Social anthropology8 emerged during the colonial period of the 19th and early 20th century and aimed at systematically researching “foreign peoples” and describing their cultural habitat as comprehensively as possible (Kohl 2012, p. 131; cf. Gyr 2020, p. 163). In this context, so-called “foreign cultures” were regarded as objects of research that could be objectified. During this period, the theory of evolutionism also played an important role; it was intended to trace the progress of mankind in the field of society and culture and to legitimize the colonial masters vis-à-vis the subjugated and, in the view of the colonial masters, “second- or third-rate” peoples (Kohl 2012, p. 154; cf. Gyr 2020, p. 163 f.; cf. Senn 2017 with regard to “othering”, p. 199; cf. Senn and Gschwend 2010 with regard to “racial doctrine”, p. 86). Racial doctrine rapidly gained popularity in academia as the answer to the inequality between the “superior” and “inferior races” lay in the responsibility of the bearer of a race itself (Kohl 2012, p. 154 ff.). Racial doctrine must also be considered along with the politics and nation-building of the 19th century. The political focus was on finding a national identity based on a common denominator, namely one’s own people. In this regard, the problem and danger of a scientific discussion of cultural differences should also be noted, especially when it can be misused for political purposes (Senn and Gschwend 2010, pp. 77 f.). Racial doctrine also aimed at justifying colonial policy, and the task of cultural anthropologists was to show the differences between cultures and thus legitimize the power of the “superior race” (Senn and Gschwend 2010, p. 86; cf. Senn 2017 about “othering”, p. 199). For this reason, anthropology in Europe was tied to the system of colonialism, and with the collapse of this structure, interest in the discipline also declined, making it necessary for anthropologists to come to terms with their own discipline.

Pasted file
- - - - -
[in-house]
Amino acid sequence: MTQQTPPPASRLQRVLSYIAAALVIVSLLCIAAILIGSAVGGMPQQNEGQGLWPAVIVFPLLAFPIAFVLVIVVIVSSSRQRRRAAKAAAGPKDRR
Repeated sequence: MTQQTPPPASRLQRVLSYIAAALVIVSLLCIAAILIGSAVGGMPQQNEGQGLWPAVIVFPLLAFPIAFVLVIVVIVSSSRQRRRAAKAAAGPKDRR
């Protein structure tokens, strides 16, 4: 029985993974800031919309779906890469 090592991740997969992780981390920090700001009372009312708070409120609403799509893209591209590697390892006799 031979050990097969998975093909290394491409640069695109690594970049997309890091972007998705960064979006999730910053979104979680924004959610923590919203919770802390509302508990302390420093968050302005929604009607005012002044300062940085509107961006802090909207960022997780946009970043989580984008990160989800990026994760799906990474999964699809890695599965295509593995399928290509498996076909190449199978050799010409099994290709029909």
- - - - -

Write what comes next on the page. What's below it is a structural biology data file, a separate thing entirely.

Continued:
The most impactful debate within social anthropology took place in the late 1970s and is known as the Writing Culture Debate (Marcus 2012, p. 73; cf. Gyr 2020, p. 164). The debate addressed the colonial legacy and the question of how to write about cultures. Ultimately, it was also about demonstrating the presence of colonial structures within social sciences, especially in social anthropology and more specifically in the context of researching the “foreign” (Beer 2008, p. 13; cf. Gyr 2020, p. 164). The critique focused primarily on ethnography, which emerged out of the confluence of field notes, observations, dialogues, and discourses in written form (Marcus 2010, p. 264 f; cf. Gyr 2020, p. 164). The central problem of ethnography was (and still is) that from an interpretation—without further reflection—a neutral objective attribution of meaning was assumed and thus the interpretive result had to be regarded as generally scientifically valid. This problem can therefore be compared to the problem of positivism (cf. Gyr 2020, p. 164).